Livni visit did not test universal jurisdiction legislation
Best of friends: Tzipi Livni and William Hague
Israeli Opposition leader Tzipi Livni has visited Britain – but although her trip was billed as showcasing the change to the law on universal jurisdiction, it was in fact protected by an altogether different legal status.
Ms Livni met Foreign Secretary William Hague, at his invitation, at the Foreign Office in London last Thursday.
She was the first senior Israeli to visit Britain since the government changed the law last month. But in doing so, the Kadima leader raised questions over how the law would be implemented.
Mr Hague said he was "delighted" to welcome Ms Livni. He added: "It was an appalling situation when political abuse of our legal procedures prevented people like Ms Livni from travelling legitimately to the UK."
Last Tuesday, 48 hours before Ms Livni's visit, Director of Public Prosecutions Keir Starmer QC was presented with an application to authorise her arrest by the Palestinian Centre for Human Rights.
The PCHR was working with lawyer Daniel Machover on behalf of a Palestinian whose police officer brother was killed on the first day of Operation Cast Lead in December 2008. It said the government had "abused the law in order to ensure that Ms Livni escapes accountability".
Mr Starmer began following the new procedure, set out in the Police Reform and Social Responsibility Act, to consider if there were sufficient evidence for an arrest warrant to be issued. He sought advice from Attorney-General Dominic Grieve MP.
But when the pair asked the Foreign Office for clarification of the reasons for Ms Livni's visit, they were informed that Mr Hague had given it "special mission" status.
This status is similar to diplomatic immunity and affords visitors protection from legal action for the duration of their trip. No court can question the designation of a mission as "special". Consideration of evidence under the amended universal jurisdiction law therefore became irrelevant as Ms Livni was protected by the "special mission" status.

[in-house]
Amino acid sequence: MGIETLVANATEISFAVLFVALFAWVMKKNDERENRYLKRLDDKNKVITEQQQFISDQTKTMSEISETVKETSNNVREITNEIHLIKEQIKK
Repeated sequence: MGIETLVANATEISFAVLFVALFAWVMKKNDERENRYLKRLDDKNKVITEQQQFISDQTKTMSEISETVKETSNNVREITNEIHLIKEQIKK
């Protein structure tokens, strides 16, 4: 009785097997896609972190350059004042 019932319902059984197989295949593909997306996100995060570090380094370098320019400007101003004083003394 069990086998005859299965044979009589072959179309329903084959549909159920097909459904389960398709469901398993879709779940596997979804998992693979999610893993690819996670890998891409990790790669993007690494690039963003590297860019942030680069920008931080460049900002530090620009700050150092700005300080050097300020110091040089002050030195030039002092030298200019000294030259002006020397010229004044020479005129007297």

The Crown Prosecution Service issued a statement on Thursday as Ms Livni met Jewish leaders and students.
It said: "The DPP refused to give his consent to the private prosecutor to make an application to the court for an arrest warrant. In considering this application, he consulted the Attorney-General, but the decision [was] his."
Rumours at the weekend suggested that the Ministry of Justice, which oversaw last month's law change, was unhappy with the use of the "special mission" status for Ms Livni.
But these were dismissed on Monday. The MoJ said it was content that the law would have been applied in the correct way if the special mission status had not been granted to Ms Livni's visit.
While the Foreign Office's use of the special mission status protected Ms Livni, its application is limited. It requires a lengthy legal process to prove that the visitor it is being applied to is representing their country, and that the UK government has agreed to their trip.
The amended universal jurisdiction law thus remains untested. It was General Doron Almog's planned visit five years ago which sparked the controversy and ended with him unable to leave a plane at Heathrow before immediately returning to Israel.
He said a fortnight ago that he would come to Britain next year to speak to supporters of the Aleh charity, which works with disabled children.
It said this week that he still intends to visit in January but will assess the potential for his arrest before going ahead with the trip.